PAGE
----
data_to_be_converted - The date value which needs to be converted.

Style - There are some predefined style ids like 101 for American date format, 103 in British format and so on. The style chart has been shown next –

sql-date-formats

Now let us see the employee names & hiredate in American as well as British formats using T-SQL Convert function.

select ename, hiredate as [Default Date Format],
convert(varchar, hiredate, 101) as [American],
convert(varchar, hiredate, 103) as [British] 
from emp

sql-changed-date-formats
Image2-Changed-Date-Formats


Convert without StyleID:

Convert is also useful to convert from one data type to another – For example changing Float to Int, Number to Float or Number to Varchar.

Using Convert to change from Float to Int


SELECT CONVERT(int, 14.85)

sql-changing-float-to-int


Image3-Changing-Float-To-Int

Using Convert to change from Number to Float


SELECT CONVERT(float, 14.0989654)    

sql-number-to-float
Image4-Number-to-Float

Using Convert to change from Number to Varchar

SELECT CONVERT(varchar(4), '12.3456')

sql-number-to-varchar
Image5-Number-to-Varchar

Conclusion:

 
We have seen in this article that using T-SQL function Convert, we can display date in different formats and also can type cast one data type into another.

May 15, 2016

Nested Case Statement in SQL Server

This article is a continuation of SQL Server CASE Statement and CASE WHEN Examples . Today we will learn about Nested Case Statement in SQL Server.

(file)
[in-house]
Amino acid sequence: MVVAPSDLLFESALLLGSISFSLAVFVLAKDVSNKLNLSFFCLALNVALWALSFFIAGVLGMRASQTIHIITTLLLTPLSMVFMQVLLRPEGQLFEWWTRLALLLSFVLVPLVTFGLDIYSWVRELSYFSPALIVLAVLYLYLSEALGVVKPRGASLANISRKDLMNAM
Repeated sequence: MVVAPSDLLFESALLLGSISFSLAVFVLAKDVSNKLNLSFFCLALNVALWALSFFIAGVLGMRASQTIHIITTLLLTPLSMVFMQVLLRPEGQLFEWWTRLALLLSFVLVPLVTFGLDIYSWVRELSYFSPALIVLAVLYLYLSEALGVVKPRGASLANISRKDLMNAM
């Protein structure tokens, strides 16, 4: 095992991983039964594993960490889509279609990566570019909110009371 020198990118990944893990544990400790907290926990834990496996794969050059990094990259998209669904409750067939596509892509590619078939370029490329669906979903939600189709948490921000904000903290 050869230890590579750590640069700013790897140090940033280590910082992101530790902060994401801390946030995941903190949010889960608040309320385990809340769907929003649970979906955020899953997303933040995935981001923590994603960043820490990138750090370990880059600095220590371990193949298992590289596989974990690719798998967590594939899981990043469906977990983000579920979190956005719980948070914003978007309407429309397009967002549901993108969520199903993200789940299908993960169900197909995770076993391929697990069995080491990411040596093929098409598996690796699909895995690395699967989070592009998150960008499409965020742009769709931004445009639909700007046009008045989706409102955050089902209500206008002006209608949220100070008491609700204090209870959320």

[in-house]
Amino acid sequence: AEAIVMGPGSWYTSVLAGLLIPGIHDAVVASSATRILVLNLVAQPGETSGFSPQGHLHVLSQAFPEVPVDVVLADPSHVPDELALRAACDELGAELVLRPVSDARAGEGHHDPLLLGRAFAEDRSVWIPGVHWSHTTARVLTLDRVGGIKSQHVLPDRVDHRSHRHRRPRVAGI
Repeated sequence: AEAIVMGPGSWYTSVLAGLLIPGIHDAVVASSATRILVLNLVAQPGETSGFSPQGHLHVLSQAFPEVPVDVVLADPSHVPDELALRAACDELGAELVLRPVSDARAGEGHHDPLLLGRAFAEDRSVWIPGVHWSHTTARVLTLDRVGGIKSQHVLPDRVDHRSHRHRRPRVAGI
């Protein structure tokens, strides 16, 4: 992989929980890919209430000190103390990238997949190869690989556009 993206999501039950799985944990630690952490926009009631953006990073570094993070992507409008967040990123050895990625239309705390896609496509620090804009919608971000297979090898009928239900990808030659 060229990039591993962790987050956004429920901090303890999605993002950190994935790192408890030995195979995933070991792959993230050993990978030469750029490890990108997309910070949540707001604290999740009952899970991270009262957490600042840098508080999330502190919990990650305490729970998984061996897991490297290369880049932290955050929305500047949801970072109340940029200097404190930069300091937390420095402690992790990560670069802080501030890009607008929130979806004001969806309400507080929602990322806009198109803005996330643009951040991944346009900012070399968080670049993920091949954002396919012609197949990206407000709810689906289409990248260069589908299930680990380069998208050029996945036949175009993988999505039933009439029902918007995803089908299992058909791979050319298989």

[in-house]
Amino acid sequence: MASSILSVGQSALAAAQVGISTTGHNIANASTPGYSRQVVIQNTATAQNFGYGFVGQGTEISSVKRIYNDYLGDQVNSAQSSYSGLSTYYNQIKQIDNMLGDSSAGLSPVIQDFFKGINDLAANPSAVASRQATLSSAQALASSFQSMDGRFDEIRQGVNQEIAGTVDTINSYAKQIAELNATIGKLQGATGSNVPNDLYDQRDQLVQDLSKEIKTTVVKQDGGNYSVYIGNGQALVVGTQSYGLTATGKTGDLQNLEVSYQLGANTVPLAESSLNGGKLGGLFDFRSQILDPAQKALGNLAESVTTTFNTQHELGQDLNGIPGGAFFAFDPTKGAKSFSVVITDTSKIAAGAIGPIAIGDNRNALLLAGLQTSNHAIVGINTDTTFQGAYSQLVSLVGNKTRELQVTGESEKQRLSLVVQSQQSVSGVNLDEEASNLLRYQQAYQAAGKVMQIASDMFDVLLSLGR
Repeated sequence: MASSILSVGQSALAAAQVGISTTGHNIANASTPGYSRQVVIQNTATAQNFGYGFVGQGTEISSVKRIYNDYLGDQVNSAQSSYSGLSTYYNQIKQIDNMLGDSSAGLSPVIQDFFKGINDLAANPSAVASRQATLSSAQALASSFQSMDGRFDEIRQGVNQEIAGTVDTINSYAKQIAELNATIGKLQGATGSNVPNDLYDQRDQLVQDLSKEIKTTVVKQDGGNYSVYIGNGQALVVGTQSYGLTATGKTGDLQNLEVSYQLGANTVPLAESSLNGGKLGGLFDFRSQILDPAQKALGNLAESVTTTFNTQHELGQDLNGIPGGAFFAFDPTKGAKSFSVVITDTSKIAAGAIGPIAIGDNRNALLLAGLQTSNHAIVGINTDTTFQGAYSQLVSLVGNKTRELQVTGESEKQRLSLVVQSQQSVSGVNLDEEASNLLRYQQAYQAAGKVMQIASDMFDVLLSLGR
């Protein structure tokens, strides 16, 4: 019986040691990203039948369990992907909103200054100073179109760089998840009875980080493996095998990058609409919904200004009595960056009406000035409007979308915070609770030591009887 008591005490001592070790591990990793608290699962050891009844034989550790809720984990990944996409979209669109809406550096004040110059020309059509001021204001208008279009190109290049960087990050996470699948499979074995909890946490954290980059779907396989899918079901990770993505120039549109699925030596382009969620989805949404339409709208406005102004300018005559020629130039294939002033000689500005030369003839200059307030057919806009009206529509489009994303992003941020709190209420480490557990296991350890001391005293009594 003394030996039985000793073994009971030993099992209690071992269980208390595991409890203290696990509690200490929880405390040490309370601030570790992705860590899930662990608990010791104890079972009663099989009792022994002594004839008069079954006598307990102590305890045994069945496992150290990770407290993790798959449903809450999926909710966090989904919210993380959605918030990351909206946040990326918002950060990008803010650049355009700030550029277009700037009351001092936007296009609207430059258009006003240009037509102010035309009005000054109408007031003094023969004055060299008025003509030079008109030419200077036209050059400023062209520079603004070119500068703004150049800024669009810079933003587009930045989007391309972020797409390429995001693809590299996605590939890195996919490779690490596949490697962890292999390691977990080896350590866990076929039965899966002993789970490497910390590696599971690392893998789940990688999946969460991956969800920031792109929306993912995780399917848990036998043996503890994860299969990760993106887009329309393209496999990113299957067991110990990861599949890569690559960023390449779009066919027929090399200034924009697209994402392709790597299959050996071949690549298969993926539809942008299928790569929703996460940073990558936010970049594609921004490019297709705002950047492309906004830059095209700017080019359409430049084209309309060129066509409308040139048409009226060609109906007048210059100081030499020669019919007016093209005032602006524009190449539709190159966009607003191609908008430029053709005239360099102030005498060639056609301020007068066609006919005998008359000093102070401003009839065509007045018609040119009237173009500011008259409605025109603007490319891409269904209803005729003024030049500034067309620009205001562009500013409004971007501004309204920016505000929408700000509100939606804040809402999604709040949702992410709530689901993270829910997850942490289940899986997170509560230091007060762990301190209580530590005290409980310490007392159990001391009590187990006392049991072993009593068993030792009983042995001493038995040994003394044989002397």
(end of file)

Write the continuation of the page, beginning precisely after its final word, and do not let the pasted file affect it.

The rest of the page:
We can nest CASE statements similar to nested ifs that we find in most programming languages.

Let us see an example.

select ename, job, sal, case  -- Outer Case
    when ename like 'A%' then
    case when sal >= 1500 then 'A' -- Nested Case
    end
    when ename like 'J%' then
    case when sal >= 2900 then 'J' -- Nested Case
    end
end as "Name-Grade"            
From Emp

7-nested-case
Image 7-Nested-Case

Limit of nesting a CASE function is up to 10 levels only.

In the following example, the limit of 10 is completely utilized.

Declare @x int
set @x = 1
Select 
case when @x <= 100 then  -- Level 1
 case when @x <= 90 then -- Level 2
    case when @x <= 80 then -- Level 3
        case when @x <= 70 then -- Level 4
            case when @x <= 60 then -- Level 5
                case when @x <= 50 then -- Level 6
                    case when @x <= 40 then -- Level 7
                       case when @x <= 30 then --Level 8
                         case when @x <= 20 then--Level 9
                           case when @x<= 10 then--Level 10
                                100
End End End End End End End End End 
End as "Nested Case" 
--Ending all levels!

8-nested-case-upto-10-levels
Image 8-Nested-Case-Upto-10-Levels

If nesting is exceeding 10 levels, then SQL Server throws an error.
Declare @x int
set @x = 1
Select 
case when @x <= 100 then  -- Level 1
case when @x <= 90 then -- Level 2
case when @x <= 80 then -- Level 3
    case when @x <= 70 then -- Level 4
        case when @x <= 60 then -- Level 5
            case when @x <= 50 then -- Level 6
                case when @x <= 40 then -- Level 7
                   case when @x <= 30 then --Level 8
                     case when @x <= 20 then--Level 9
                       case when @x<= 10 then--Level 10
                          case when @x <= 11 then -- 11
                             100
End End End End End End End End End End 
End as "Nested Case"

Msg 125, Level 15, State 4, Line 14
Case expressions may only be nested to level 10.